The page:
Workplace ostracism means being excluded from a work group or being ignored by co-workers. Prior research has investigated the relationship between ostracism and important job-related work outcomes, such as emotional exhaustion. Emotional exhaustion occurs when an employee cannot meet the emotional demands of a job because work responsibilities have drained the employee’s emotional resources.
Workplace ostracism may also affect the lives of employees outside of work, and can even result in negative emotional experiences for family members. In addition, unpleasant exchanges at home can further undermine employee performance at work. Therefore, understanding the dynamics between work and family domains is important for organizations that want to maximize employee wellness and performance.
WORKPLACE OSTRACISM AND EMOTIONAL EXHAUSTION
The authors of this study (Thompson, Carlson, Kacmar, & Vogel, 2020) investigated the impact of ostracism on job emotional exhaustion and family emotional exhaustion. They collected data via online survey from 350 married couples over three different time periods. The results of their study showed that workplace ostracism has a positive relationship with job emotional exhaustion and family emotional exhaustion. The authors used the “work-home resource” (W-HR) model to explain that workplace ostracism can put individuals in a negative mood and a state of psychological distress, such that it threatens their sense of worth and leaves them feeling disconnected from work. This contributes to their emotional exhaustion at work and spills over to impact emotional exhaustion in the family domain as well.
Further, the study found a positive relationship between workplace ostracism and emotional exhaustion of the employee’s spouse. To explain this relationship, the authors integrate the W-HR model with “crossover theory,” which suggests that an individual’s experience of work-related mistreatment may cross over to affect a spouse’s emotional experiences at home. This is primarily because the psychological distress associated with workplace ostracism can leave individuals ill-equipped to engage in positive interactions with their spouses upon returning home from work. Thus, lack of emotional support from the employee contributes to increased emotional exhaustion for the spouse.
PRACTICAL APPLICATIONS FOR ORGANIZATIONS
The authors suggest a number of practical implications of this study. Managers can utilize knowledge on workplace ostracism to design interventions capable of minimizing exclusionary behavior. First, managers should try to create an inclusive work culture by setting norms or expectations around workplace conduct and enforcing strong socialization practices to ensure that new employees adjust appropriately. They should stress the importance of being sensitive and respectful toward all employees to enhance feelings of belongingness. Second, managers should encourage employees to share ideas and hold brainstorming sessions with people they don’t otherwise interact with. Managers should find ways to help a diverse group of employees work collaboratively on common goals.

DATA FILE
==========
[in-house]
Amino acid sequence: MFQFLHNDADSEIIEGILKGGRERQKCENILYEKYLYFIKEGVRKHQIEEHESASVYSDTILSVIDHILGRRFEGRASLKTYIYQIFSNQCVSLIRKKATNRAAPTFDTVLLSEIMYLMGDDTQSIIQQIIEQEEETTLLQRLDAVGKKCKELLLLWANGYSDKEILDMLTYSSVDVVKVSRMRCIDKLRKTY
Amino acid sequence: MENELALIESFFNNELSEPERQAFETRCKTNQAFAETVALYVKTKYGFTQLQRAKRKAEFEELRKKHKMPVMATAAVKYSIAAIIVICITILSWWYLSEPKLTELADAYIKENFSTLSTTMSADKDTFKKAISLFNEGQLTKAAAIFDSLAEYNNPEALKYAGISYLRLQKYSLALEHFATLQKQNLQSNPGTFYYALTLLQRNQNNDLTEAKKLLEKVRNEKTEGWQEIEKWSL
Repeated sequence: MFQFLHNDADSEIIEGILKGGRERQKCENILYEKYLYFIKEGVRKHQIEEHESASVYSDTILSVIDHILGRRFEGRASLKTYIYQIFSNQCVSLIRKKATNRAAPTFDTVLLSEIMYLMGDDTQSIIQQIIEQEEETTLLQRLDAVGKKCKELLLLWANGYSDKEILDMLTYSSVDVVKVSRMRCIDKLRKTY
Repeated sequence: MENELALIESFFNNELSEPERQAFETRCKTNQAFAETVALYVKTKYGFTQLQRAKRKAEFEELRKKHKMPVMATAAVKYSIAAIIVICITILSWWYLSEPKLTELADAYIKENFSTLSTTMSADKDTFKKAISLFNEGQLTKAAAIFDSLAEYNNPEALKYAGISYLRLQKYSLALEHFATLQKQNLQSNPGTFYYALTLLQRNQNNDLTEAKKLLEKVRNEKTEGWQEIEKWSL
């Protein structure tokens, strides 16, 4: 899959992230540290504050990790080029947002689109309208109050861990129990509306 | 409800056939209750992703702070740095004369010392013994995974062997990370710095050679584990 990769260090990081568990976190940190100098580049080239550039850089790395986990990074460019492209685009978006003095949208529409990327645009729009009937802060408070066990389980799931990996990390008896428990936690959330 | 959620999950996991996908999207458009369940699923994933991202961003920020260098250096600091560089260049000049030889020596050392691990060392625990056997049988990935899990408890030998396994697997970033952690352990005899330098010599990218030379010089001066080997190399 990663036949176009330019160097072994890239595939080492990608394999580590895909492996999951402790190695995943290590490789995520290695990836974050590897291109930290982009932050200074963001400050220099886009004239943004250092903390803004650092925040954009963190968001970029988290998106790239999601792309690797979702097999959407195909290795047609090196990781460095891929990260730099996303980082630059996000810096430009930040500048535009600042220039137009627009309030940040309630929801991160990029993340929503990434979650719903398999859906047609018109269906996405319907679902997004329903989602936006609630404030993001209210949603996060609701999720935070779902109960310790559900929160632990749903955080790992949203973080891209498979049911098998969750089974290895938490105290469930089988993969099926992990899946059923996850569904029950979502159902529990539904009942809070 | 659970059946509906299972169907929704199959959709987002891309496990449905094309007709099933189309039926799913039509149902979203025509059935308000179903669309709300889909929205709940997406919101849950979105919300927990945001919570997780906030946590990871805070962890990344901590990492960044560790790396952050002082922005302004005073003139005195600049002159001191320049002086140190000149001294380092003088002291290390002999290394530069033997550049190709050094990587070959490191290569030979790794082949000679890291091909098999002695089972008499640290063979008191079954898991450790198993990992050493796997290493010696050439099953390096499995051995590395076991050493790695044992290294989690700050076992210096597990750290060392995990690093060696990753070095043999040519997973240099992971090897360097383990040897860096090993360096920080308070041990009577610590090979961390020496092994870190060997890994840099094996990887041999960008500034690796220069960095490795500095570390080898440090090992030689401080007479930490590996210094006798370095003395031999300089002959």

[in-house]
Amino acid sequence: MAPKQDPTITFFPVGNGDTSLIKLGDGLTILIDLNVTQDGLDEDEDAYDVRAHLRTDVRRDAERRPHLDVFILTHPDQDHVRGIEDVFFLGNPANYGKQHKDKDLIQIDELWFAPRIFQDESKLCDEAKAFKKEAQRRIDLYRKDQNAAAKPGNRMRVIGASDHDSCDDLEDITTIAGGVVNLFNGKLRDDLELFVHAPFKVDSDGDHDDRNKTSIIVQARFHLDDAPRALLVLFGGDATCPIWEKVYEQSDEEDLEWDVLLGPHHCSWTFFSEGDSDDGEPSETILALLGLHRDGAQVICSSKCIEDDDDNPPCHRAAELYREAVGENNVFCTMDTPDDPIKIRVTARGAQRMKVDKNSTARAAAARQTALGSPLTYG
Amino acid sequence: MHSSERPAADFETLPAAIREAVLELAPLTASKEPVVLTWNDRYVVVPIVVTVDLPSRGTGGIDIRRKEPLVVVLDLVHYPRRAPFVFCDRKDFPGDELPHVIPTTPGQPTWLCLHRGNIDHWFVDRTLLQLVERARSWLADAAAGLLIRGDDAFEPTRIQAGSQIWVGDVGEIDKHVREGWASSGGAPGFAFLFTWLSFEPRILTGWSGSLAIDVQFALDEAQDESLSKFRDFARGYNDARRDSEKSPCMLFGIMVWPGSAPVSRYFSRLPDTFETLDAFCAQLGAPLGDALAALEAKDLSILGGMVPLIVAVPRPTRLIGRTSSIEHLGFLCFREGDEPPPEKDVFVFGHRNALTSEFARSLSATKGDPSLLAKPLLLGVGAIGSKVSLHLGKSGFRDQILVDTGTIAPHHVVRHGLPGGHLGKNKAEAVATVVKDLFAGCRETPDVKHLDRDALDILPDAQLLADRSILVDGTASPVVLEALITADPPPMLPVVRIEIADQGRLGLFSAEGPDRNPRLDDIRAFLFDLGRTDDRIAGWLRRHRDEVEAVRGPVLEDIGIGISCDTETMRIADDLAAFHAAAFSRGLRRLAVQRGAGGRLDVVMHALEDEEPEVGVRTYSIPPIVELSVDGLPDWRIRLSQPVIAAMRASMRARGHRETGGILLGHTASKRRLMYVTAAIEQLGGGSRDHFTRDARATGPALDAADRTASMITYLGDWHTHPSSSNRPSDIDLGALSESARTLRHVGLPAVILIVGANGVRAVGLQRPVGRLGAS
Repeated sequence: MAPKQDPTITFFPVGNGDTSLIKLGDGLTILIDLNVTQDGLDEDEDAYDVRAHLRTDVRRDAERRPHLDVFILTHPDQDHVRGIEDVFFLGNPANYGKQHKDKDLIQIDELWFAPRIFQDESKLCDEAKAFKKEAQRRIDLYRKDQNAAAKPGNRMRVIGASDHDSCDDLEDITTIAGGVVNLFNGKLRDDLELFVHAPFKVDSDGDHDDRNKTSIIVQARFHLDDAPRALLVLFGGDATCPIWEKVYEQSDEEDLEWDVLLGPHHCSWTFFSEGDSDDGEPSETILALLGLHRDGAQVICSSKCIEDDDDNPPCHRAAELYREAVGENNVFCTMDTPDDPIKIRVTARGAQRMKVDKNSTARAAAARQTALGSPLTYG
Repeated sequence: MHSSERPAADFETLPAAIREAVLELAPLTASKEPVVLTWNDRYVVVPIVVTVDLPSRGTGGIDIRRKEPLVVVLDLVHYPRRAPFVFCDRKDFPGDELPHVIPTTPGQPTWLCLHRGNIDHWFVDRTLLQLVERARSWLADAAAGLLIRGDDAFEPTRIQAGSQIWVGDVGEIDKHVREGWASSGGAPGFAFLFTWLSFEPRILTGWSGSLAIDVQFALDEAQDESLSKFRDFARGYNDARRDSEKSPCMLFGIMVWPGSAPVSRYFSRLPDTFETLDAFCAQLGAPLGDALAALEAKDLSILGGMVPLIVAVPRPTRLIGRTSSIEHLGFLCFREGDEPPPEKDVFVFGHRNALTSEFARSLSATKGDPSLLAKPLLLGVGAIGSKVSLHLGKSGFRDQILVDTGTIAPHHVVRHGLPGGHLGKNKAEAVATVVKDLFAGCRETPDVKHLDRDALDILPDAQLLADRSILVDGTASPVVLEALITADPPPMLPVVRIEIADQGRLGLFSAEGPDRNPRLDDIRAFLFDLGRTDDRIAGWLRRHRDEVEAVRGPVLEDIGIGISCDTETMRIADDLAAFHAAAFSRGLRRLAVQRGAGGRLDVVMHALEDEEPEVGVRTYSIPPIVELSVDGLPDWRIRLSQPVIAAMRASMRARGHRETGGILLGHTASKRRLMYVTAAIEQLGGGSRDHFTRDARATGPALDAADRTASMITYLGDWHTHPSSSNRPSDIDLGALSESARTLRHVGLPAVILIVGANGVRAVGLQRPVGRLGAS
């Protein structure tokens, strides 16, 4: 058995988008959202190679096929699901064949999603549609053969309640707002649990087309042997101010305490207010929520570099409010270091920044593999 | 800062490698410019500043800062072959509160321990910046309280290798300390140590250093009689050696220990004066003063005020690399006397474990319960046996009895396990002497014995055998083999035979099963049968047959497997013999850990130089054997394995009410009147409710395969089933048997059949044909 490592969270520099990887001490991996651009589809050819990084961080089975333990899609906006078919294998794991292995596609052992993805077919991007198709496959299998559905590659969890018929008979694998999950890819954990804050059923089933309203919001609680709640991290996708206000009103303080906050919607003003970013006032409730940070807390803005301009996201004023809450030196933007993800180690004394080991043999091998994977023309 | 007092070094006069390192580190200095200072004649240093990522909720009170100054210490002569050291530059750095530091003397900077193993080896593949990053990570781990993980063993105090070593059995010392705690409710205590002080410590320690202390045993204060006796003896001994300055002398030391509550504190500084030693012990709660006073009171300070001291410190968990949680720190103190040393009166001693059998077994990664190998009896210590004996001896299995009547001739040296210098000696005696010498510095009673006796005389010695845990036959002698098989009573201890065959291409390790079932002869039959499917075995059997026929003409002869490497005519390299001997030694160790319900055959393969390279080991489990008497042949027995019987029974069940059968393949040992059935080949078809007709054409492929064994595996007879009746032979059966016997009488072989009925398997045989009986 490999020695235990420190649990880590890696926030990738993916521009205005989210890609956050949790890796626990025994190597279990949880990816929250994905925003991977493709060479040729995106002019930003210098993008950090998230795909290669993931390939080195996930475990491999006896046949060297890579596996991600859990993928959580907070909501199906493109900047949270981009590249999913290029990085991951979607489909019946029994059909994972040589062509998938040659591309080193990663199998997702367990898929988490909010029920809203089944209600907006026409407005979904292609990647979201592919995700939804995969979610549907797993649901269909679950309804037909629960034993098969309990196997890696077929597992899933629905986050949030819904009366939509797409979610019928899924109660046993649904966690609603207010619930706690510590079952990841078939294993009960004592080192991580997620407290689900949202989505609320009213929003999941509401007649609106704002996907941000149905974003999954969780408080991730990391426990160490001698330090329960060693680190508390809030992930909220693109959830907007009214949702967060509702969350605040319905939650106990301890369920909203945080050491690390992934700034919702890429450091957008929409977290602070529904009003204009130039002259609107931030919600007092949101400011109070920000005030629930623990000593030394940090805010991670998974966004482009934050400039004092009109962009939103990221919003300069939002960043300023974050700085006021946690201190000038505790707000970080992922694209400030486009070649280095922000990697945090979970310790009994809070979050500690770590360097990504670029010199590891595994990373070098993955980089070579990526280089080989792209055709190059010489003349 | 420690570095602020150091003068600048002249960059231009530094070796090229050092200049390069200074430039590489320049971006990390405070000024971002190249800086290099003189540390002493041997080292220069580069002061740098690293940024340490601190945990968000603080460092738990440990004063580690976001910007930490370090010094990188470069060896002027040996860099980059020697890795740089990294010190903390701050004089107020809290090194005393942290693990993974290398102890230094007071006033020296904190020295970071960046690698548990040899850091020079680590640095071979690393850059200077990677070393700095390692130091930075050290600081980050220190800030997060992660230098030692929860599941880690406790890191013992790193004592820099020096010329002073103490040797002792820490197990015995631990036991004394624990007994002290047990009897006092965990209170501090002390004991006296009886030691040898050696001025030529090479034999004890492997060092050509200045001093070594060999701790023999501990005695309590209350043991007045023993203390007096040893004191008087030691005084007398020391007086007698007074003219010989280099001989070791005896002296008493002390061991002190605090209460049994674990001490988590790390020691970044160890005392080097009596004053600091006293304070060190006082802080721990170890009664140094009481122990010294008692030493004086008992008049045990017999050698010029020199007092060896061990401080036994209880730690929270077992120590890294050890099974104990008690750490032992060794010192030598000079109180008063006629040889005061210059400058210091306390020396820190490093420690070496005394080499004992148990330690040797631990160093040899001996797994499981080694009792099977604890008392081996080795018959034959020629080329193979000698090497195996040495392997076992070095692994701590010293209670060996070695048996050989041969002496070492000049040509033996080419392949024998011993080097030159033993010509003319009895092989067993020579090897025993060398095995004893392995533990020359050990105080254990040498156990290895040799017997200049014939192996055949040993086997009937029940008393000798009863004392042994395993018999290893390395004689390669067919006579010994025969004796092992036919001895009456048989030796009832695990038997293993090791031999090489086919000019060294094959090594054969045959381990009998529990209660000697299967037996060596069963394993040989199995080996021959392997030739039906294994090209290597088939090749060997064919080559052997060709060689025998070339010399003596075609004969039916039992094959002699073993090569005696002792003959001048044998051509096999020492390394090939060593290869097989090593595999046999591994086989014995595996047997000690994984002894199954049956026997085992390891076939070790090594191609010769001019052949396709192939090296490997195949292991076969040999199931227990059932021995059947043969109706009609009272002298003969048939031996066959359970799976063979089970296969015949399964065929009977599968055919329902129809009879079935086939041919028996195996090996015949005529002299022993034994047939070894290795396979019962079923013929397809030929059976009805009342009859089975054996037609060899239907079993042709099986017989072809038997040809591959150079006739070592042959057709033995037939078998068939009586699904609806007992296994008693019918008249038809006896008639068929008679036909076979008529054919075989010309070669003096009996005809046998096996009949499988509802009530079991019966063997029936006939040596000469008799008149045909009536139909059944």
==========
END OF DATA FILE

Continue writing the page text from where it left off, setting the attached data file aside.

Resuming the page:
Third, managers can also explore interventions that mitigate the effects of ostracism, such as developing formal mentoring and training programs on how to deal effectively with difficult colleagues. Fourth, managers should consider initiatives that heighten employee self-esteem, as research shows that employees with higher self-esteem may be better able to counter the negative effects of workplace ostracism.
Lastly, leaders should act as role models for exhibiting inclusionary behavior at the workplace, and conversely, they should actively call out exclusionary behavior or mistreatment. Managers may even consider assessing these behaviors during performance reviews to ensure that employees are continuously reminded of the organization’s core values.
Thompson, M. J., Carlson, D. S., Kacmar, K. M., & Vogel, R. M. (2020). The cost of being ignored: Emotional exhaustion in the work and family domains. Journal of Applied Psychology, 105(2), 186–195.